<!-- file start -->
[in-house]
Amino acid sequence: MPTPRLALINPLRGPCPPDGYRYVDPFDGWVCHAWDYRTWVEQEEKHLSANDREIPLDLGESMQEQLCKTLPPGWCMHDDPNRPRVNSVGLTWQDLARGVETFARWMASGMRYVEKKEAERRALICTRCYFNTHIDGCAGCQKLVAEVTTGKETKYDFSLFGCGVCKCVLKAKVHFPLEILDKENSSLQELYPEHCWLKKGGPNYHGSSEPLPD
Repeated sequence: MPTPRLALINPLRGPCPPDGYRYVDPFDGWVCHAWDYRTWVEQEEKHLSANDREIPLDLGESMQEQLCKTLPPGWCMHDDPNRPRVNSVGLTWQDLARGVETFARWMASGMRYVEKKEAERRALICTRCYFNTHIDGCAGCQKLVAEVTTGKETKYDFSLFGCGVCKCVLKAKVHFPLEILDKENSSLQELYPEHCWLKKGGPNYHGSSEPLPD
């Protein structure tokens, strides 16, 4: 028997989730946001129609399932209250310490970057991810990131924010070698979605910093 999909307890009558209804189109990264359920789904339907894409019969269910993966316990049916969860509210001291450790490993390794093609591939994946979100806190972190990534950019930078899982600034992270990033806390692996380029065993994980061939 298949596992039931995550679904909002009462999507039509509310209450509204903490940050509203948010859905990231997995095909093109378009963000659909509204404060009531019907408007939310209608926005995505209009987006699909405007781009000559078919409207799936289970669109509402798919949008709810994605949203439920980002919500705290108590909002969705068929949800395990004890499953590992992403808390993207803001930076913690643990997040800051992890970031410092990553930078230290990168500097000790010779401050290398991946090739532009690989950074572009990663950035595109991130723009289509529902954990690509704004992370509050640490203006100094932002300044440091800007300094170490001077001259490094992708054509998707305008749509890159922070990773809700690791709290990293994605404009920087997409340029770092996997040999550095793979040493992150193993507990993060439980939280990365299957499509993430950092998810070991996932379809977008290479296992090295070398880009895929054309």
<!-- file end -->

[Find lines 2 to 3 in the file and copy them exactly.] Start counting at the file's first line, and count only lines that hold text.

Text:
Amino acid sequence: MPTPRLALINPLRGPCPPDGYRYVDPFDGWVCHAWDYRTWVEQEEKHLSANDREIPLDLGESMQEQLCKTLPPGWCMHDDPNRPRVNSVGLTWQDLARGVETFARWMASGMRYVEKKEAERRALICTRCYFNTHIDGCAGCQKLVAEVTTGKETKYDFSLFGCGVCKCVLKAKVHFPLEILDKENSSLQELYPEHCWLKKGGPNYHGSSEPLPD
Repeated sequence: MPTPRLALINPLRGPCPPDGYRYVDPFDGWVCHAWDYRTWVEQEEKHLSANDREIPLDLGESMQEQLCKTLPPGWCMHDDPNRPRVNSVGLTWQDLARGVETFARWMASGMRYVEKKEAERRALICTRCYFNTHIDGCAGCQKLVAEVTTGKETKYDFSLFGCGVCKCVLKAKVHFPLEILDKENSSLQELYPEHCWLKKGGPNYHGSSEPLPD